I think that both the Baker administration and the new Healey administration do have an eye on the future. And when I talk about an eye on the future, I think we're talking about, what are the projections for revenue? So, because money has come in strong, whether it's been funding from Washington or just tax receipts locally because the economy has been moving along at the pace it’s been moving along, how long is that going to last? When is it going to be, when is it going to change? And then when do we need to be cautious? So, in projecting growth, where are we projecting cautious growth that we're not going to end up in a hole, that we're not going to make commitments that we can't fall back on, and we can't keep? And at the same time, as things change, as economies change, as education services change, as society changes, are we investing in what's going to keep us successful next? And so when we talk about Massachusetts, Massachusetts is a pretty successful state, in spite of the fact that our weather isn't always great, we're kind of an expensive place for cost of living. And, you know, there's shortcomings in any area, of course, but we always are poised to be ready to meet the challenge of the future. And that's something that I think both Governor Baker, and so far, Governor Healey have been good at. Where I'm seeing a potential difference is, I think the governor, being new, is trying to deliver on campaign pledges. And I think that's important that as an elected official, if you ran for office and you made pledges that you are indeed following up on them. It's just making sure that those pledges are going to be things that are successful for the state moving into the future. So, I know right now, one of the things people aren't happy with that I've been hearing, at least people in my district and people that are in the circles I travel in, is that idea of the capital gains tax cut. Like, trying to see- That was that was clearly something she talked, the governor talked about in the campaign, and trying to see like, what is actually appropriate, who will that actually benefit? In the quote you mentioned from the unions, like, you know, we don't we don't want to give tax breaks to millionaires after putting in place a millionaire's tax. And so, finding that balance, I think she's going to do it. I think she's off to a great start. I think she's spending a lot of time going around the stage. She's been in the Berkshires a couple of times already. She's in Worcester today. She's not just sitting in an office in Boston. And there's a honeymoon period. At some point it’s going to end, and so hopefully the collaborative relationship that we had with the Baker administration and the legislature is going to both continue and probably get even better and even more productive for the people of this commonwealth.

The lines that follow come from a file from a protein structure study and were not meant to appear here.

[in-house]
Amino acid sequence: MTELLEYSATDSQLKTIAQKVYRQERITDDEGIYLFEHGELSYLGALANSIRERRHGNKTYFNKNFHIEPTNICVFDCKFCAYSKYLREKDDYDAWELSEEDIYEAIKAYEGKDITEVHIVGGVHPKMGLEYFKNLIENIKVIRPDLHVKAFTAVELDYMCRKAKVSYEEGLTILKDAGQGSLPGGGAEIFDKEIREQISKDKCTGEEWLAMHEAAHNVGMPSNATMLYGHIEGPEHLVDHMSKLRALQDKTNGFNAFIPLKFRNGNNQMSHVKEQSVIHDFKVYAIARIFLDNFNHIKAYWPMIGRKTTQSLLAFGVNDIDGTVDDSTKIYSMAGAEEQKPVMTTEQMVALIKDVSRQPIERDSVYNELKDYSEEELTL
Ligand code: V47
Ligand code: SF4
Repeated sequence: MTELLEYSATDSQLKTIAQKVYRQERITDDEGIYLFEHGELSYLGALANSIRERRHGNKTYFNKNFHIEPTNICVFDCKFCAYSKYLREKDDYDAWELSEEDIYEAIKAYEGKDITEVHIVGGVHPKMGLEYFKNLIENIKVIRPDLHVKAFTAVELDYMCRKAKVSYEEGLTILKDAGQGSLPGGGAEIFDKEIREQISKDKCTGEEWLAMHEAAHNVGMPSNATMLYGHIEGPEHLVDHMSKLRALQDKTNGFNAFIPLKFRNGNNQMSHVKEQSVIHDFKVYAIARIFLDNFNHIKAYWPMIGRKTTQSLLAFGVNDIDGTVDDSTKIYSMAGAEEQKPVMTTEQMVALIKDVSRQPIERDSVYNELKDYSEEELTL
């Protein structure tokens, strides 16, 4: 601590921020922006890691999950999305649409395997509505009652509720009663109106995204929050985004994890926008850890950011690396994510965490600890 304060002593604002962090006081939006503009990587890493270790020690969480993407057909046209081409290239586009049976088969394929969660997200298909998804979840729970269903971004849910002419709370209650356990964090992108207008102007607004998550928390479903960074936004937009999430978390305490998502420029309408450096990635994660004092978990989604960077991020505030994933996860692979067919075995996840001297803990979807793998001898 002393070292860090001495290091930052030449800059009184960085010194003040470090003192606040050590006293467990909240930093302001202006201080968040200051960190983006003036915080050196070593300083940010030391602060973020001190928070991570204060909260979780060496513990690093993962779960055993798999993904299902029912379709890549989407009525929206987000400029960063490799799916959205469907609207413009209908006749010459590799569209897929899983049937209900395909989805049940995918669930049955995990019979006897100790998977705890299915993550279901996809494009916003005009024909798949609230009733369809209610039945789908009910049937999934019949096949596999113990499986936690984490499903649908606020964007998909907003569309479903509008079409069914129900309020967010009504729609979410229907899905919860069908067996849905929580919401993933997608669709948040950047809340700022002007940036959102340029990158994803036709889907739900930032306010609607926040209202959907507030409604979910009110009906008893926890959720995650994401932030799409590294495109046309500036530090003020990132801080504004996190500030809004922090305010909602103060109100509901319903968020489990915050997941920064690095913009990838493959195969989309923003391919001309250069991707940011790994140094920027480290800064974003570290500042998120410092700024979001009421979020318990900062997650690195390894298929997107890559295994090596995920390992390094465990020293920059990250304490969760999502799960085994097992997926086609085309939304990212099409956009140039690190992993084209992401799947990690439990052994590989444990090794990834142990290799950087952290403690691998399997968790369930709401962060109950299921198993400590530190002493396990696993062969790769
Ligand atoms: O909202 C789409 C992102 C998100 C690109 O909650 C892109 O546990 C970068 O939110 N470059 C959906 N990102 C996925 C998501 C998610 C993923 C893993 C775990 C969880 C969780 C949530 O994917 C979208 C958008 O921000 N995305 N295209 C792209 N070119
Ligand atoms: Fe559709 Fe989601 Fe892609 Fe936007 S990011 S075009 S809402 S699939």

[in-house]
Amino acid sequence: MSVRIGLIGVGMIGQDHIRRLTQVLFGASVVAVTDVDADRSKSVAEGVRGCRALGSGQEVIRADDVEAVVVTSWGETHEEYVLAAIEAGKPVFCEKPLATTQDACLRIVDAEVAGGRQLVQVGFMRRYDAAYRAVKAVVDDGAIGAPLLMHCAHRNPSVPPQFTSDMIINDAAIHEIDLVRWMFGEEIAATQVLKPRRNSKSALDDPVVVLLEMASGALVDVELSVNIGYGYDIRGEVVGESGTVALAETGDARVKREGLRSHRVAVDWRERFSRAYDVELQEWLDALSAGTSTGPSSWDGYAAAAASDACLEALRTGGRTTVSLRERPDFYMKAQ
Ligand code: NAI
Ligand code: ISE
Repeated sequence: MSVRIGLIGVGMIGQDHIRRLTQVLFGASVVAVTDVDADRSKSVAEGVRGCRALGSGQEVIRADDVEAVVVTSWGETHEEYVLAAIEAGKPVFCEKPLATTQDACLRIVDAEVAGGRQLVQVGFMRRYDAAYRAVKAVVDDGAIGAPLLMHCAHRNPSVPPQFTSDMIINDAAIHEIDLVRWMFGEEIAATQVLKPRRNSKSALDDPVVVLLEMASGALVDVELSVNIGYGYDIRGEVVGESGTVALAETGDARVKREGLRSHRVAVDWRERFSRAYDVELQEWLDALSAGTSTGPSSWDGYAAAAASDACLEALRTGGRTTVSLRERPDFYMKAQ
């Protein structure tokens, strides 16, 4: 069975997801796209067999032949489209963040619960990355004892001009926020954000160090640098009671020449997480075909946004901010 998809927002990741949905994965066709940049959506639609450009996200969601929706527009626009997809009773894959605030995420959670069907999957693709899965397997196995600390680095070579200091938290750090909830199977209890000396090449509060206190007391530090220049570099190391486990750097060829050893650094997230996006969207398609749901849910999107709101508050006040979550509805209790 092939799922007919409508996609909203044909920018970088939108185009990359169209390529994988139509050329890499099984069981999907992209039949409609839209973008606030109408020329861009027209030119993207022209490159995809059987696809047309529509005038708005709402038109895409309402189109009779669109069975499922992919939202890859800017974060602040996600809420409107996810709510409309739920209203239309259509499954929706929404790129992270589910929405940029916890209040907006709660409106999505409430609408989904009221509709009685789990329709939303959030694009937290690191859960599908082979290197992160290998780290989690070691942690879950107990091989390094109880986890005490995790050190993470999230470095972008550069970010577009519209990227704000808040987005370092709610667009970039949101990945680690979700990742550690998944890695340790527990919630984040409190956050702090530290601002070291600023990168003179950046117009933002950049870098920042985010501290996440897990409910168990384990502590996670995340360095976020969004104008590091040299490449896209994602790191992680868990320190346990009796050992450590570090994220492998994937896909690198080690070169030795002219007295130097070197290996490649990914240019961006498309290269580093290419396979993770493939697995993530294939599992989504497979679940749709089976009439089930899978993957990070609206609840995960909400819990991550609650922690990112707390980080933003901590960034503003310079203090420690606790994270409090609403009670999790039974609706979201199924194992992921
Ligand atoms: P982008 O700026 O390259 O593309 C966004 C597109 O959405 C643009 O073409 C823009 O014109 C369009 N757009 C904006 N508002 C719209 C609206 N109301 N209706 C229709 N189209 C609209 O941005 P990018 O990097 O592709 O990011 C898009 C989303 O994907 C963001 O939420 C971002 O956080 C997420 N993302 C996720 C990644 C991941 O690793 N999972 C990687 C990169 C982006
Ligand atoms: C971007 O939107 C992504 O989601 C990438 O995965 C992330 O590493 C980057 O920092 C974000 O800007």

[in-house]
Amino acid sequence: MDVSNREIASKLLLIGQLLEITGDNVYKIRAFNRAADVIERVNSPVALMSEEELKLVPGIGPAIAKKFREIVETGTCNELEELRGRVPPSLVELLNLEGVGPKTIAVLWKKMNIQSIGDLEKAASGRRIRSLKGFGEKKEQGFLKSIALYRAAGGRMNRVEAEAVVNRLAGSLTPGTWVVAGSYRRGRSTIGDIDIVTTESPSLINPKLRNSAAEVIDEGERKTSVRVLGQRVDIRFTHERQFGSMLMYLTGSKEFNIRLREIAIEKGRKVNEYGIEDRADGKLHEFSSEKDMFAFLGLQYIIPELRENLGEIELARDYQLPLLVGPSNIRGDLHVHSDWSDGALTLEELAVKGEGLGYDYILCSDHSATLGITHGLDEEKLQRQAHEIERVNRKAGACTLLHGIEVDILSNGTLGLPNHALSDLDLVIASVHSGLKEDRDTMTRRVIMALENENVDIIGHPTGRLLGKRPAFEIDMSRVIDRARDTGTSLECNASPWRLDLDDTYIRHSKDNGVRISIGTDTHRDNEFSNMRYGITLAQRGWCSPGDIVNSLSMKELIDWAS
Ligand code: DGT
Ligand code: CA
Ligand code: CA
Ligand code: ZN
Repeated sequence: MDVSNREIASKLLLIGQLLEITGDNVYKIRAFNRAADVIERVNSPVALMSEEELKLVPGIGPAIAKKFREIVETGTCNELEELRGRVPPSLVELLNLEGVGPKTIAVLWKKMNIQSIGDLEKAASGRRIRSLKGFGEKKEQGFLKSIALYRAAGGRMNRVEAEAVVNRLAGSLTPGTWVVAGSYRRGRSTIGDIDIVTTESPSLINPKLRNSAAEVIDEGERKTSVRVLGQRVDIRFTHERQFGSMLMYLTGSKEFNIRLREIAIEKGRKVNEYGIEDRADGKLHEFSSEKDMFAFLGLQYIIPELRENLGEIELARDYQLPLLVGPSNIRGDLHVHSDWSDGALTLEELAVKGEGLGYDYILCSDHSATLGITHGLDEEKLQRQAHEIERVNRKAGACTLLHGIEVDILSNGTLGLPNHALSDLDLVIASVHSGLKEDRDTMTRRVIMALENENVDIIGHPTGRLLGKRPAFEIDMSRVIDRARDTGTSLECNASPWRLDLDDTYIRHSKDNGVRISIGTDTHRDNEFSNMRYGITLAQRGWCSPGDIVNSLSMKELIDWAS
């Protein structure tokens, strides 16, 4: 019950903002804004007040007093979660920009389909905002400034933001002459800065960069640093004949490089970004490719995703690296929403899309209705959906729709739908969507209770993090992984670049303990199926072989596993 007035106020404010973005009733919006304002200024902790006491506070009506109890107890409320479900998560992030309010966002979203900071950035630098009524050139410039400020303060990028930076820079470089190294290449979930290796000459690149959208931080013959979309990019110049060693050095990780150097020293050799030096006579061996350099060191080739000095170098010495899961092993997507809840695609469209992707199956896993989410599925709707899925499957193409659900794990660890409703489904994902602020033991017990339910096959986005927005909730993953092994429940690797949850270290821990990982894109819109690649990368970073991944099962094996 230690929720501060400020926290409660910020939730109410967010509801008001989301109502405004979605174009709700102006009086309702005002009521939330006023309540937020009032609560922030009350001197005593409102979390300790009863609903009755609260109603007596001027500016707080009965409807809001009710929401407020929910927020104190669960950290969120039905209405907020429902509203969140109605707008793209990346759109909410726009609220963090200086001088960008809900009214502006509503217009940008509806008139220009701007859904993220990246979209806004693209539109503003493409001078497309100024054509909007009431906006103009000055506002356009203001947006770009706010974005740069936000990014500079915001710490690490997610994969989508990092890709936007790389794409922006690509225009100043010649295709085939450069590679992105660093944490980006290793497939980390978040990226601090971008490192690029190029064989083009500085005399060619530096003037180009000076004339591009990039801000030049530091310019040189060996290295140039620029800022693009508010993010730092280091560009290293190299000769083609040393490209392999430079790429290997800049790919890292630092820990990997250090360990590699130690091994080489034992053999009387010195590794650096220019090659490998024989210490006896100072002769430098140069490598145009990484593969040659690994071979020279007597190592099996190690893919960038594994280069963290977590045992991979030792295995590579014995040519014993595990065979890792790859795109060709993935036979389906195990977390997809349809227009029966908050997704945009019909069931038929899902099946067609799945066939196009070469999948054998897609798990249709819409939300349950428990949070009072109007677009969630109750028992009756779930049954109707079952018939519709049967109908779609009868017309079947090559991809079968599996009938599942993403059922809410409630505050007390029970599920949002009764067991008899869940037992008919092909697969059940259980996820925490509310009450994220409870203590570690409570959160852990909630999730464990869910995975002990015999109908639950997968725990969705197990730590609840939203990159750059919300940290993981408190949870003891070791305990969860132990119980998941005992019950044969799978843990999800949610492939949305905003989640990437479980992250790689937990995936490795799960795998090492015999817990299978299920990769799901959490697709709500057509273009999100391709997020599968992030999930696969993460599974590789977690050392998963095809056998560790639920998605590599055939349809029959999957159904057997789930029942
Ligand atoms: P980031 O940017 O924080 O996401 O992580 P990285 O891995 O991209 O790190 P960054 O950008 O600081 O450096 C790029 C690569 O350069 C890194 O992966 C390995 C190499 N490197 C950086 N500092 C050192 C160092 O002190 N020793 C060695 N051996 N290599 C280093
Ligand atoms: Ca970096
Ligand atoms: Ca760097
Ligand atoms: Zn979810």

Josh Landes has been WAMC's Berkshire Bureau Chief since February 2018, following stints at WBGO Newark and WFMU East Orange. A passionate advocate for Western Massachusetts, Landes was raised in Pittsfield and attended Hampshire College in Amherst, receiving his bachelor's in Ethnomusicology and Radio Production. His free time is spent with his cat Harry, experimental electronic music, and exploring the woods.
Related Content